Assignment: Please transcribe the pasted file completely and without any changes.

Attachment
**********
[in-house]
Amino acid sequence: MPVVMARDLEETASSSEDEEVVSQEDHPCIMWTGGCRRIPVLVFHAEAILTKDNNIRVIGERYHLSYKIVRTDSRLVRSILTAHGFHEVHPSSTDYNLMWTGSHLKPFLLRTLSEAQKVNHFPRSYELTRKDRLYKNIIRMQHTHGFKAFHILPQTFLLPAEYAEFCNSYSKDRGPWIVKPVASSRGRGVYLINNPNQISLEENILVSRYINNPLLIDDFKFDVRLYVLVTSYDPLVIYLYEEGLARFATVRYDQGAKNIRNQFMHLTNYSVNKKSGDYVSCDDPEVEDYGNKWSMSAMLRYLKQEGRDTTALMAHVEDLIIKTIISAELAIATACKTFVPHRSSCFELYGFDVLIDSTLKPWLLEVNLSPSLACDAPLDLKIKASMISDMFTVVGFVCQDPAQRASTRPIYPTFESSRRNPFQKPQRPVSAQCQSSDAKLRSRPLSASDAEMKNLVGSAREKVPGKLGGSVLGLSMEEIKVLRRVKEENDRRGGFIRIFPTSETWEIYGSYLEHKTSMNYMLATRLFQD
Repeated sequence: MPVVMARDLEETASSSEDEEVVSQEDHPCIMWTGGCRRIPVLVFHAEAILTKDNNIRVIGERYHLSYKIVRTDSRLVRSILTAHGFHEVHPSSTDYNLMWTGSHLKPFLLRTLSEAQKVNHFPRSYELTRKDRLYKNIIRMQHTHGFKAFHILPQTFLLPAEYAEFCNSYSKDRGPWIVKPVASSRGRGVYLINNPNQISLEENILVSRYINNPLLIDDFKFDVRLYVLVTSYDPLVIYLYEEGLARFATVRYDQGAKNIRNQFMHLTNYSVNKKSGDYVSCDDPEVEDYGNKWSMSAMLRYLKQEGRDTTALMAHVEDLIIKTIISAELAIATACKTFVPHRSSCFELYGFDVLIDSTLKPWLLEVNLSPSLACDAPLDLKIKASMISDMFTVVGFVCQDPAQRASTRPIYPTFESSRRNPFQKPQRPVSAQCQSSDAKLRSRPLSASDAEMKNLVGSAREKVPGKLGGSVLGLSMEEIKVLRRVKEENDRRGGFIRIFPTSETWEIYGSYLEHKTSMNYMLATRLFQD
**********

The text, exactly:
[in-house]
Amino acid sequence: MPVVMARDLEETASSSEDEEVVSQEDHPCIMWTGGCRRIPVLVFHAEAILTKDNNIRVIGERYHLSYKIVRTDSRLVRSILTAHGFHEVHPSSTDYNLMWTGSHLKPFLLRTLSEAQKVNHFPRSYELTRKDRLYKNIIRMQHTHGFKAFHILPQTFLLPAEYAEFCNSYSKDRGPWIVKPVASSRGRGVYLINNPNQISLEENILVSRYINNPLLIDDFKFDVRLYVLVTSYDPLVIYLYEEGLARFATVRYDQGAKNIRNQFMHLTNYSVNKKSGDYVSCDDPEVEDYGNKWSMSAMLRYLKQEGRDTTALMAHVEDLIIKTIISAELAIATACKTFVPHRSSCFELYGFDVLIDSTLKPWLLEVNLSPSLACDAPLDLKIKASMISDMFTVVGFVCQDPAQRASTRPIYPTFESSRRNPFQKPQRPVSAQCQSSDAKLRSRPLSASDAEMKNLVGSAREKVPGKLGGSVLGLSMEEIKVLRRVKEENDRRGGFIRIFPTSETWEIYGSYLEHKTSMNYMLATRLFQD
Repeated sequence: MPVVMARDLEETASSSEDEEVVSQEDHPCIMWTGGCRRIPVLVFHAEAILTKDNNIRVIGERYHLSYKIVRTDSRLVRSILTAHGFHEVHPSSTDYNLMWTGSHLKPFLLRTLSEAQKVNHFPRSYELTRKDRLYKNIIRMQHTHGFKAFHILPQTFLLPAEYAEFCNSYSKDRGPWIVKPVASSRGRGVYLINNPNQISLEENILVSRYINNPLLIDDFKFDVRLYVLVTSYDPLVIYLYEEGLARFATVRYDQGAKNIRNQFMHLTNYSVNKKSGDYVSCDDPEVEDYGNKWSMSAMLRYLKQEGRDTTALMAHVEDLIIKTIISAELAIATACKTFVPHRSSCFELYGFDVLIDSTLKPWLLEVNLSPSLACDAPLDLKIKASMISDMFTVVGFVCQDPAQRASTRPIYPTFESSRRNPFQKPQRPVSAQCQSSDAKLRSRPLSASDAEMKNLVGSAREKVPGKLGGSVLGLSMEEIKVLRRVKEENDRRGGFIRIFPTSETWEIYGSYLEHKTSMNYMLATRLFQD